Agree with all the above - you have made a good decision based on sound reasoning. The only outstanding issue is the size/weight, for which you need to get hands on with the 7D to decide.

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    Re: Talking through a camera purchase - feedback appreciated

    Terri:

    I made this same transition from the XSi to the 7d a few months ago. The 7d is heavier and larger than the XSi. My wife has inherited the XSi, however I do find times when this camera is my choice for photos where weight is an issue. The 7d is a great camera and besides the increased settings on various parameters, it has more convenient controls for all settings.

    I agree you need to go handle the 7d to decide if it is comfortable in your hands. I purchased my 7d as a refurbished camera from Adorama. It is basically a new camera that has been checked out by Canon quality control. So far, no issues. I would consider a refurbished camera from Adorama if I decide to purchase another camera.

    I too am a photo hobbyist who is working to learn to take better photos. I consider myself a novice at this point. I still like my XSi but I very happy with the move to the 7d.

    Dr Bob

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    terrib's Avatar
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    Re: Talking through a camera purchase - feedback appreciated

    Thank you all for taking the time to comment. It is all very helpful.

    I did go to the camera store and hold the 7D. But it is hard to tell from a few minutes if this extra weight difference is something I'll get used to or not. I suspect it will be ok - like me getting used to the 100-400 lens weight that I don't notice so much anymore until I put the light lens back on. Then again, that 100-400 lens on that 7D - wow.

    I am definitely looking at warranty and return policies. That along with the fact that it will be checked/rated by the store is the main reason I want to buy from a reputable store rather than used out of Ebay or Craig's list.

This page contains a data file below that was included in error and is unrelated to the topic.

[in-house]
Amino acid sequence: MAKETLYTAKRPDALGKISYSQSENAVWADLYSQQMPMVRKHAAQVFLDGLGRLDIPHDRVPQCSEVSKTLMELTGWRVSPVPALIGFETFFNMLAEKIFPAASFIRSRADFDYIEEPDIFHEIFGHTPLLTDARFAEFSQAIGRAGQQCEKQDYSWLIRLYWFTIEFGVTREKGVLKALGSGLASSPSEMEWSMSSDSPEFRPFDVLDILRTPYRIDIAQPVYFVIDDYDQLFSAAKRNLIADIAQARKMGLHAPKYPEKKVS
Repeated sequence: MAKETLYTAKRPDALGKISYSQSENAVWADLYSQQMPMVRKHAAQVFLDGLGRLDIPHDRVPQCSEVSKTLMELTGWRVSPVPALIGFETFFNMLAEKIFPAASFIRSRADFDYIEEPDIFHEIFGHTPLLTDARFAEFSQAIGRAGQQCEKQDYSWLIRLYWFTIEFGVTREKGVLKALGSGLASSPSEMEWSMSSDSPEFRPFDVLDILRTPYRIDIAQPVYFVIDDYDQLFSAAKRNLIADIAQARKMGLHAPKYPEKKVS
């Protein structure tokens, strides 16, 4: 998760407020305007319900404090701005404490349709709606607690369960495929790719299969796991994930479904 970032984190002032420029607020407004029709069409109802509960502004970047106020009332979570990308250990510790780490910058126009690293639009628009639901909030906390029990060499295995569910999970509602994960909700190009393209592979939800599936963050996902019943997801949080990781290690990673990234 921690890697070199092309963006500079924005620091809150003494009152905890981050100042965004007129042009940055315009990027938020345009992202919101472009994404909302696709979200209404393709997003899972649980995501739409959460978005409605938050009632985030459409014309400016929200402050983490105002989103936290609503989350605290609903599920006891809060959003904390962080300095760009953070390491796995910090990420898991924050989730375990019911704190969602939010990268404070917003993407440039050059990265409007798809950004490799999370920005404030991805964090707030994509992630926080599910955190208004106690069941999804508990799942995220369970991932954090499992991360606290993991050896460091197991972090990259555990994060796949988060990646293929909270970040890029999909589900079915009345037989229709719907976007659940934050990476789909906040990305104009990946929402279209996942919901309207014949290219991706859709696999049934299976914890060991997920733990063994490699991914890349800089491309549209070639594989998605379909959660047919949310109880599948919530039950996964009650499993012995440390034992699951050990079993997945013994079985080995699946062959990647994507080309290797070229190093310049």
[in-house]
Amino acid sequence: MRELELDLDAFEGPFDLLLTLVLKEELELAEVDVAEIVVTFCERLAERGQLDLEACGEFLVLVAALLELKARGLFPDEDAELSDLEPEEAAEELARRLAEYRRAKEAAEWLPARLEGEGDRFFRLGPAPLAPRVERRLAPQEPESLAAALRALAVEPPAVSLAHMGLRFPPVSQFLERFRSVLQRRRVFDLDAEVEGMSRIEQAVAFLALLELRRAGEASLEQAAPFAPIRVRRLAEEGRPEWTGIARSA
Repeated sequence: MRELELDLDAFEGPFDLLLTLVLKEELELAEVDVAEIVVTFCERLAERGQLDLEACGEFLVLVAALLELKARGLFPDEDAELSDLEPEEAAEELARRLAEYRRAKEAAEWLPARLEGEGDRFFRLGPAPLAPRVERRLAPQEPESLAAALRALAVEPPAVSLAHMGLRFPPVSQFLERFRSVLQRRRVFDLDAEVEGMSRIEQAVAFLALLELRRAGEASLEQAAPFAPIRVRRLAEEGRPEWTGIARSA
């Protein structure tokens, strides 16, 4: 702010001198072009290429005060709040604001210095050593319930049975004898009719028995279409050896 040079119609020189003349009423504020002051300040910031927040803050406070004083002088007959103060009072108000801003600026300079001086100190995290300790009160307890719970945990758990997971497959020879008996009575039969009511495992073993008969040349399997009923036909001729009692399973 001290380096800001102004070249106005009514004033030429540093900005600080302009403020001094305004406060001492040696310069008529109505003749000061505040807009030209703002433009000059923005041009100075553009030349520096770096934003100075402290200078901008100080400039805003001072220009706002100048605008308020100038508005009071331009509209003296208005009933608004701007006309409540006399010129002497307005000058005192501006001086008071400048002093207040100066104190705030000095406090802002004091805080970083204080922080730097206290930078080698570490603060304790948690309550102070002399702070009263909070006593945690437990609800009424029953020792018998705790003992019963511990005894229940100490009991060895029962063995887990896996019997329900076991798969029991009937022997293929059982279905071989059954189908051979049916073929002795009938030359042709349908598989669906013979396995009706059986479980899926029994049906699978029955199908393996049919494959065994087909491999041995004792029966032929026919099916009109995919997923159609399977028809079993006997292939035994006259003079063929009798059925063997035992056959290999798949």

Thanks for bringing up the refurb choice. I just missed a used deal on Adorama yesterday but had not looked at the refurbs. But Richard, I'm reading the warranty to be the same as the used equipment which is 90 days, not one year.

    As far as ISO, I thought I had read that the newer cameras that could utilize higher ISO's also did a better job at the ISO settings that used to be the maximums. My Xsi's max ISO is 1600. The 7D is well above that so I thought it would do a better job than the XSI at the 1600 setting. I realize that relative to it's own lower ISO settings, its not going to perform as well in the higher ranges. Guess I need to go back and find those test shots that I'm thinking of.

    Thanks again to all of you!

  11. #11

    Re: Talking through a camera purchase - feedback appreciated

    Quote Originally Posted by terrib View Post
    Thank you all for taking the time to comment. It is all very helpful.

    I did go to the camera store and hold the 7D. But it is hard to tell from a few minutes if this extra weight difference is something I'll get used to or not. I suspect it will be ok - like me getting used to the 100-400 lens weight that I don't notice so much anymore until I put the light lens back on. Then again, that 100-400 lens on that 7D - wow.

    I am definitely looking at warranty and return policies. That along with the fact that it will be checked/rated by the store is the main reason I want to buy from a reputable store rather than used out of Ebay or Craig's list.

    Thanks for bringing up the refurb choice. I just missed a used deal on Adorama yesterday but had not looked at the refurbs. But Richard, I'm reading the warranty to be the same as the used equipment which is 90 days, not one year.

    As far as ISO, I thought I had read that the newer cameras that could utilize higher ISO's also did a better job at the ISO settings that used to be the maximums. My Xsi's max ISO is 1600. The 7D is well above that so I thought it would do a better job than the XSI at the 1600 setting. I realize that relative to it's own lower ISO settings, its not going to perform as well in the higher ranges. Guess I need to go back and find those test shots that I'm thinking of.